Southerners invent names, preferring two names. Sometimes those names seem to clash, and when they do, surely they confuse the identity in development. Sometimes though those names seem to predict a future.
Mary Grace, for example, clarifies. Her parents have signified their hope in her maternal courage and the blessings she will bring to their lives. Donnie Ray, on the other hand, confuses. Donnie's parents have saddled him with boyhood all his days by choosing Donnie--not Donald or Don--as his given name, then the short, pointed Ray follows. Ray is for a grown-up, maybe even one as razor-sharp as Raylan Givens, the protagonist of Justified.
Raylan Givens is a name consisting of two distinct parts. It’s a portmanteau, the pointed Ray made less so with the somewhat diminutive lan. Part lawman and lawbreaker, Raylan upholds his duty and defies it as often. His words are rays that break open the truth; his nature as ruthless as Nature herself. He gives, and he definitely taketh away.
Raylan’s nemesis is Boyd Crowder, saddled with a country name that belies his keen intelligence. In the first season, he's his father's boy, burdened with religious sentiment turned mean in White Supremacy, then sloughed off by disappointment and treachery. He takes up the cloak of criminal as if no other work was advertised in Harlan County. Over time, like Walter White, he becomes what other men fear, a man capable of speaking calmly to his cousin while taking aim to put a bullet through his brain just because Boyd could no longer trust kin or country-stupid. He had no time for detours like Dewey Crowe on Boyd's way out of Harlan County.
|Raylan Givens rides a Lincoln rather|
than a steed as his gunslinger ancestors
did. Boyd Crowder drives a pick-up, the
vehicle preferred by country folk navigating
back roads and potholes in the soul.
(Image by Al Griffin Photography)
As the series has shown, there are few honorable men in Boyd’s world. He’s fought the 1% for his chance at a fine home and future with the woman he loves. He’s thrown in with drug dealers from Florida, Mexico, Canada, and Kentucky. He’s accepted large sums of cash to steal larger sums of cash. He’s killed and calculated in a universe parallel to the one in which Raylan spins, and in Raylan's U. S. Marshall-universe, justice is the deity worshipped, sometimes by any means available.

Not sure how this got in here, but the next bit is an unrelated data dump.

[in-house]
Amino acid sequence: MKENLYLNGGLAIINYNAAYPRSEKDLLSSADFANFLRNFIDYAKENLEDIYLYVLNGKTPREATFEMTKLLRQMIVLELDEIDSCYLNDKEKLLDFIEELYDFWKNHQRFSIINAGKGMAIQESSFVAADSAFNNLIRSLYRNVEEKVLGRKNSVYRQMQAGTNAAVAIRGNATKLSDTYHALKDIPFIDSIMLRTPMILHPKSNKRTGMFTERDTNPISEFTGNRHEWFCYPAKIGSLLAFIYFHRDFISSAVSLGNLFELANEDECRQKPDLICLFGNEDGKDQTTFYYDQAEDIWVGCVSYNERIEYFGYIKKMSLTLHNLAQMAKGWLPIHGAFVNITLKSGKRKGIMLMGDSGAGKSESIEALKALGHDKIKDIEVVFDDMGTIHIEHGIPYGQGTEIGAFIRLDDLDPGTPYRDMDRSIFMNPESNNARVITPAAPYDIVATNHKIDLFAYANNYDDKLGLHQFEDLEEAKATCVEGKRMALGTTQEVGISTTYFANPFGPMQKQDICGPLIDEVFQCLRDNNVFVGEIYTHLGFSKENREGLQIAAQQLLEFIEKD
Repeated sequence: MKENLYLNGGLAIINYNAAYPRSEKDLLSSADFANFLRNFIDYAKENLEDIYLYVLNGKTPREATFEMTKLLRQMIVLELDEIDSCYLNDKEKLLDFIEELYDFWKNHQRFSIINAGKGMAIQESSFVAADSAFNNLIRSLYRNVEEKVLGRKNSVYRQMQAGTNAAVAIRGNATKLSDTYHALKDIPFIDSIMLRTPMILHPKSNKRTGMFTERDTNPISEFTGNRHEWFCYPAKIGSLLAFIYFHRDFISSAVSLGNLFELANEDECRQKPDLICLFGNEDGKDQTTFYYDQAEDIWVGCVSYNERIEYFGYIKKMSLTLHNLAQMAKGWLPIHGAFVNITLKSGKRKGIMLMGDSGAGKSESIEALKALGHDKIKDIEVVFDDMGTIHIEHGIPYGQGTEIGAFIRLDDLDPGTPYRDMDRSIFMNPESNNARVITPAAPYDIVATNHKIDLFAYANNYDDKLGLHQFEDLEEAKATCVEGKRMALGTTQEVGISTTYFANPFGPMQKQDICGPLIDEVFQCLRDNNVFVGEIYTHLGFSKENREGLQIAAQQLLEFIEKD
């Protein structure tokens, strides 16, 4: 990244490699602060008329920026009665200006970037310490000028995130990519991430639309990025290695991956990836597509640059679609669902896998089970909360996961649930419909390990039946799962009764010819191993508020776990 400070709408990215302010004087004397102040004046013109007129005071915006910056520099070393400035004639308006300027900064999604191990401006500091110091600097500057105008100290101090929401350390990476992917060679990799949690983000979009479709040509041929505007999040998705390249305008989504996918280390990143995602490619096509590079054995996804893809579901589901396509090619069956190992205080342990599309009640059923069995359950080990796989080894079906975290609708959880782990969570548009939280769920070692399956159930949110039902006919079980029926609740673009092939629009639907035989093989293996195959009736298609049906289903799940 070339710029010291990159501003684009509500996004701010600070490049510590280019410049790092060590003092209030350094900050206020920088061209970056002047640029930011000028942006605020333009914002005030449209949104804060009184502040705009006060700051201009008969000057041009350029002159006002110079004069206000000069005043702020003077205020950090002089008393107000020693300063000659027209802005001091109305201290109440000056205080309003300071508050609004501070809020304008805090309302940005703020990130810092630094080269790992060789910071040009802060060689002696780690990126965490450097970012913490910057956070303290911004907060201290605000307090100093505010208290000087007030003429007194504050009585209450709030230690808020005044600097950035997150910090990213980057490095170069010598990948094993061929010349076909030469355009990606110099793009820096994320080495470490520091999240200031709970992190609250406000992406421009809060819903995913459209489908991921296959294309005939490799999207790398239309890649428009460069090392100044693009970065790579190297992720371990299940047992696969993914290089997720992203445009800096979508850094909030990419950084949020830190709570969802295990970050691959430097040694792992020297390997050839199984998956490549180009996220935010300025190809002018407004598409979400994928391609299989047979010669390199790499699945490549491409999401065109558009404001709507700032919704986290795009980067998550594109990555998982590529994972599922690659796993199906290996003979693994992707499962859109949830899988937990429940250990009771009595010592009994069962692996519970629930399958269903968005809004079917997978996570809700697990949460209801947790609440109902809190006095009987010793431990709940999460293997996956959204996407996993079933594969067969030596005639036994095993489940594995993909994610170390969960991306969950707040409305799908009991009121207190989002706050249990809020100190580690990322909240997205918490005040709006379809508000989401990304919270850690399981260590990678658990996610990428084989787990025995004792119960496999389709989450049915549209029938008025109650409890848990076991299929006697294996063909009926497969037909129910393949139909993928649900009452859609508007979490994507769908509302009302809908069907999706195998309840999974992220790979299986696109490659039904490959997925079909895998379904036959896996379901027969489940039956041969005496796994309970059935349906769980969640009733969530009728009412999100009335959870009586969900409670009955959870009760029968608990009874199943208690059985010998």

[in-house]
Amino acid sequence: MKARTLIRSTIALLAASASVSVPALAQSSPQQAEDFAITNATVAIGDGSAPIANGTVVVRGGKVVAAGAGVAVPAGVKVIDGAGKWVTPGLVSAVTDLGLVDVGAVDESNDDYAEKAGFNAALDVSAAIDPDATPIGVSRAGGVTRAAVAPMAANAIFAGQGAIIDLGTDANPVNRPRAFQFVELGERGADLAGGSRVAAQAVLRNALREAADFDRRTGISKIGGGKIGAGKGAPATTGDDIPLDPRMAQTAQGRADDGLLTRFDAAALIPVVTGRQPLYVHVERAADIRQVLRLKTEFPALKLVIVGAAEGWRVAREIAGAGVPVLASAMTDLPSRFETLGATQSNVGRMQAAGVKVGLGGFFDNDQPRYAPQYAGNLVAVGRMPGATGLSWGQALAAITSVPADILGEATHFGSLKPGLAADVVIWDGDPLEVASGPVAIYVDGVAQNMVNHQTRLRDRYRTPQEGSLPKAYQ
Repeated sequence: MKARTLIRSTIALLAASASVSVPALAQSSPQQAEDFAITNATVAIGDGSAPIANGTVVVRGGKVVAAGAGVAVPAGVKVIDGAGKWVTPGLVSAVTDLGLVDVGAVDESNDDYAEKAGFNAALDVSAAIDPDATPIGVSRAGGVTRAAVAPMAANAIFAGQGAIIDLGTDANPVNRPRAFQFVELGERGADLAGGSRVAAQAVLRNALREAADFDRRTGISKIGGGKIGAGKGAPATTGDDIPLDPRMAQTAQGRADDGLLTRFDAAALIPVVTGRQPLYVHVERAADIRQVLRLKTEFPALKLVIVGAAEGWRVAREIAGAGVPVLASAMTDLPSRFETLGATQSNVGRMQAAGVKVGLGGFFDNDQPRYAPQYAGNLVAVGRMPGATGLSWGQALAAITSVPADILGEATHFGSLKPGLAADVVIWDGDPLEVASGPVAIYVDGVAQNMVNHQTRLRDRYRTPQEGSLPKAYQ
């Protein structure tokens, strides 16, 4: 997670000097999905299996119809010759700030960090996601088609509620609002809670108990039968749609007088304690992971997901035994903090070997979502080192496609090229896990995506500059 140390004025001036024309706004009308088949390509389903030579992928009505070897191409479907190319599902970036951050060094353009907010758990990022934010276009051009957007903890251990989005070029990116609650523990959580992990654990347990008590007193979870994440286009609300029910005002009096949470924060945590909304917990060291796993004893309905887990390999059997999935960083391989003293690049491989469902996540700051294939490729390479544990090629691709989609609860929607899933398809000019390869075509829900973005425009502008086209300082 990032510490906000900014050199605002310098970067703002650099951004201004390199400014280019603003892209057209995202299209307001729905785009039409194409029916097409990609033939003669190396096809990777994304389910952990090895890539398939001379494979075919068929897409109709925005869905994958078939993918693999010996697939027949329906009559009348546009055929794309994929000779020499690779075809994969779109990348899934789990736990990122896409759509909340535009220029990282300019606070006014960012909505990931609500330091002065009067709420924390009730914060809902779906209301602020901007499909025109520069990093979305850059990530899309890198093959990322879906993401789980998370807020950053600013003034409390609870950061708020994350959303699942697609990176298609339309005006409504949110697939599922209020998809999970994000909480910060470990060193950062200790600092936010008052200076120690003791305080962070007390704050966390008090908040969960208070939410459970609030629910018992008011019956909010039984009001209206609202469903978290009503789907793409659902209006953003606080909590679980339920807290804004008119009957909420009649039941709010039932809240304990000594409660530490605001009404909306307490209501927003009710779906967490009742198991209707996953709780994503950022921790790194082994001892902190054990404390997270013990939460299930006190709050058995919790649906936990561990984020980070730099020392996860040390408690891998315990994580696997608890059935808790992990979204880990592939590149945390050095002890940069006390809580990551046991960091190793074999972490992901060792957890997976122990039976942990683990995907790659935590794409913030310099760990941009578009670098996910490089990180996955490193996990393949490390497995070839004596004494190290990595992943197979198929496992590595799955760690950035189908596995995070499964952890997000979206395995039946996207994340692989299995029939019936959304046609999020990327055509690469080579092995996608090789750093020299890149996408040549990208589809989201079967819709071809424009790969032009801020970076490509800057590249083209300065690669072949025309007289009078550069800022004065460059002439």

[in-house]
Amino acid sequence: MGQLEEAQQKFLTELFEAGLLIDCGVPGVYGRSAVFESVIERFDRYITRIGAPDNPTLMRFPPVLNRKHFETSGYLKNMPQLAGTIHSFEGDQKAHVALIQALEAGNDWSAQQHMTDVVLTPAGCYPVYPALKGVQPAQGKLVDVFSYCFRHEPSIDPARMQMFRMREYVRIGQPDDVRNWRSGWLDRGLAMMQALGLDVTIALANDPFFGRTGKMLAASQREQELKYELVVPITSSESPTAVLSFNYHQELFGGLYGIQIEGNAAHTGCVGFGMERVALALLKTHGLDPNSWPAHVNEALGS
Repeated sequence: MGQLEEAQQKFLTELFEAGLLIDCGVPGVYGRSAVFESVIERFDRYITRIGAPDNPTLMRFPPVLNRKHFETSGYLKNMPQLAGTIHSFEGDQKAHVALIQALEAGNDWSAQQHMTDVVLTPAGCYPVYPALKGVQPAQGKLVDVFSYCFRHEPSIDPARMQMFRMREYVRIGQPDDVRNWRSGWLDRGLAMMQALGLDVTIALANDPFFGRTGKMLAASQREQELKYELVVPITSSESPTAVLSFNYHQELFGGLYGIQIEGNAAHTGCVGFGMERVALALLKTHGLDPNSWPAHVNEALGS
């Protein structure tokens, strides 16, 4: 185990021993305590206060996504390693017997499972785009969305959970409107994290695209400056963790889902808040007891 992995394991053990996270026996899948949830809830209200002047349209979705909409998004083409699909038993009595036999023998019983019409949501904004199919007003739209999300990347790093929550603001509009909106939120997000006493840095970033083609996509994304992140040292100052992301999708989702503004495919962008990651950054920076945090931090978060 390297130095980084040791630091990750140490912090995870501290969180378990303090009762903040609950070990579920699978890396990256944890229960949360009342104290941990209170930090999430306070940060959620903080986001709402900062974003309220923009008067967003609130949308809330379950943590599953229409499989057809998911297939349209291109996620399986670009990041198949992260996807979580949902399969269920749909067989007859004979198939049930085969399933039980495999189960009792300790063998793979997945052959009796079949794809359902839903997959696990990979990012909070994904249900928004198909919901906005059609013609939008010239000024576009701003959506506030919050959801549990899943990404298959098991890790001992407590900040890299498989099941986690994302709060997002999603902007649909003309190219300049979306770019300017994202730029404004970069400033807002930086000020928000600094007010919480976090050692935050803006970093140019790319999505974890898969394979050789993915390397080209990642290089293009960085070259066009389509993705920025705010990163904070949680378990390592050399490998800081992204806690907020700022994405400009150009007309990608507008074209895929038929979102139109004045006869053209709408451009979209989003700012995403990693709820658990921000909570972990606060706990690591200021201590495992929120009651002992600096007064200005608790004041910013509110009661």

Raylan has struck bargains with very bad men to eliminate worse men. He has planted seeds of doubt, proving once more how little honor exists among thieves. He has identified the Bull’s Eye and loaded his quiver with enough ammunition to reveal the stuffing just under the surface.
But I have to wonder why he doesn’t walk away. He knows that greed will always twist the hearts of men. He’s said as much. He knows that desperate people do despicable things. He’s said that too. He has a lovely ex-wife and infant daughter ready to soothe his heavy heart. Why doesn’t he go to them before it’s too late? Before something horrible rips them from him or he from them, before the predator forgets that he can never exact enough justice to set right the poverty and clannish world from which he rose?
Still, Raylan Givens, for all your faults and scorched-earth nature, I’ve loved you from your first swagger, quick draw, and pithy remark to the last bloody deed.
Read the series Justified.
A piece of Raylan Givens’ advice:
If you run into an asshole in the morning, you ran into an asshole. If you run into assholes all day, you’re the asshole.
What does a character you’ve created run into, and what does he learn from it?
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